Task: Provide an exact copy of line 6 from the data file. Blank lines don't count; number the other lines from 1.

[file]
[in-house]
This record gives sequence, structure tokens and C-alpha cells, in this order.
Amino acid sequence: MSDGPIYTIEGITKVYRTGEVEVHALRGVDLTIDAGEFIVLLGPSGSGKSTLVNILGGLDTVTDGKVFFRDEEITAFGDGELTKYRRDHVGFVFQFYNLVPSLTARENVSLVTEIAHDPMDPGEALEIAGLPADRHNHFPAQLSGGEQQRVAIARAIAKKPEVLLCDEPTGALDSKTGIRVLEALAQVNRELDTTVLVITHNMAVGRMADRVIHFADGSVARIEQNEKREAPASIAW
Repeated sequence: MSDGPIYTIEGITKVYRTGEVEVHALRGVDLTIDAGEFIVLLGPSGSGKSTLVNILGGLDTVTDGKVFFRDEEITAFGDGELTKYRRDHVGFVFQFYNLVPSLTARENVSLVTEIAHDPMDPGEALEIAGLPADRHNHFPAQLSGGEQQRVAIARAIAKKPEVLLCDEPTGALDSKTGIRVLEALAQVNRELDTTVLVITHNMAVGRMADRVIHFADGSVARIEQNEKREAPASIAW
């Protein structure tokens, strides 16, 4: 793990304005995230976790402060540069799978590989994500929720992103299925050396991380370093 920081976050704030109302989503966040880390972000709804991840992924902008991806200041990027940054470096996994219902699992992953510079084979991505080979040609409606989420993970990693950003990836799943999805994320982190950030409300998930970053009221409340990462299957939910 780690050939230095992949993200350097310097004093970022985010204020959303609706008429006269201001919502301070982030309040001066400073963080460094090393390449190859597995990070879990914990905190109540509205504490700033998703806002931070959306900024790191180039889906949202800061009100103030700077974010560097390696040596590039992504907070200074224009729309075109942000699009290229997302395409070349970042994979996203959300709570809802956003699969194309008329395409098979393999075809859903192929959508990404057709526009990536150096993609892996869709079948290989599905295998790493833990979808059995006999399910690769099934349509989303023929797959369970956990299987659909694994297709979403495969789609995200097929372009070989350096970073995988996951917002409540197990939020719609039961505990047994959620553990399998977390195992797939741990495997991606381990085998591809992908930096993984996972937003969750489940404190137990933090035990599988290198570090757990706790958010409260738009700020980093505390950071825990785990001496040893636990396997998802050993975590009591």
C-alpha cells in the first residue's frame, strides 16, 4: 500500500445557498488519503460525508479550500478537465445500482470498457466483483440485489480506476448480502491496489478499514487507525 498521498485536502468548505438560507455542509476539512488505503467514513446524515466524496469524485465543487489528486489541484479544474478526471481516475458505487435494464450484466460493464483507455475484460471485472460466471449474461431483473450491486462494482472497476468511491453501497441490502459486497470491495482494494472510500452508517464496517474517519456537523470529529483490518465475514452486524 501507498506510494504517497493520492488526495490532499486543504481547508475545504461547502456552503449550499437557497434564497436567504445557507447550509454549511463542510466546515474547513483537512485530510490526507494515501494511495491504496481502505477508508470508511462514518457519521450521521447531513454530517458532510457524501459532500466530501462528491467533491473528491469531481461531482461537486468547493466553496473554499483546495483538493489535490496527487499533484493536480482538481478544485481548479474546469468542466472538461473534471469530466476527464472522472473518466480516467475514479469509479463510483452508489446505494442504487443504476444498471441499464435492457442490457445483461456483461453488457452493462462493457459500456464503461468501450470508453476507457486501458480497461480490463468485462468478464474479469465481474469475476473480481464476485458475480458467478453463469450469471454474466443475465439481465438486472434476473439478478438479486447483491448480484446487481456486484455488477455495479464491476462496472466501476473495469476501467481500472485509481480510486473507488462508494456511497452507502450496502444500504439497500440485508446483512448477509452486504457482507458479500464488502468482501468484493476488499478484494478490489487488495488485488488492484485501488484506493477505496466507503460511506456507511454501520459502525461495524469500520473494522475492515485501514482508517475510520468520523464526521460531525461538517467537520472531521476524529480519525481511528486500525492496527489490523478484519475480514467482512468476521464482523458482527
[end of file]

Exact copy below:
C-alpha cells in the first residue's frame, strides 16, 4: 500500500445557498488519503460525508479550500478537465445500482470498457466483483440485489480506476448480502491496489478499514487507525 498521498485536502468548505438560507455542509476539512488505503467514513446524515466524496469524485465543487489528486489541484479544474478526471481516475458505487435494464450484466460493464483507455475484460471485472460466471449474461431483473450491486462494482472497476468511491453501497441490502459486497470491495482494494472510500452508517464496517474517519456537523470529529483490518465475514452486524 501507498506510494504517497493520492488526495490532499486543504481547508475545504461547502456552503449550499437557497434564497436567504445557507447550509454549511463542510466546515474547513483537512485530510490526507494515501494511495491504496481502505477508508470508511462514518457519521450521521447531513454530517458532510457524501459532500466530501462528491467533491473528491469531481461531482461537486468547493466553496473554499483546495483538493489535490496527487499533484493536480482538481478544485481548479474546469468542466472538461473534471469530466476527464472522472473518466480516467475514479469509479463510483452508489446505494442504487443504476444498471441499464435492457442490457445483461456483461453488457452493462462493457459500456464503461468501450470508453476507457486501458480497461480490463468485462468478464474479469465481474469475476473480481464476485458475480458467478453463469450469471454474466443475465439481465438486472434476473439478478438479486447483491448480484446487481456486484455488477455495479464491476462496472466501476473495469476501467481500472485509481480510486473507488462508494456511497452507502450496502444500504439497500440485508446483512448477509452486504457482507458479500464488502468482501468484493476488499478484494478490489487488495488485488488492484485501488484506493477505496466507503460511506456507511454501520459502525461495524469500520473494522475492515485501514482508517475510520468520523464526521460531525461538517467537520472531521476524529480519525481511528486500525492496527489490523478484519475480514467482512468476521464482523458482527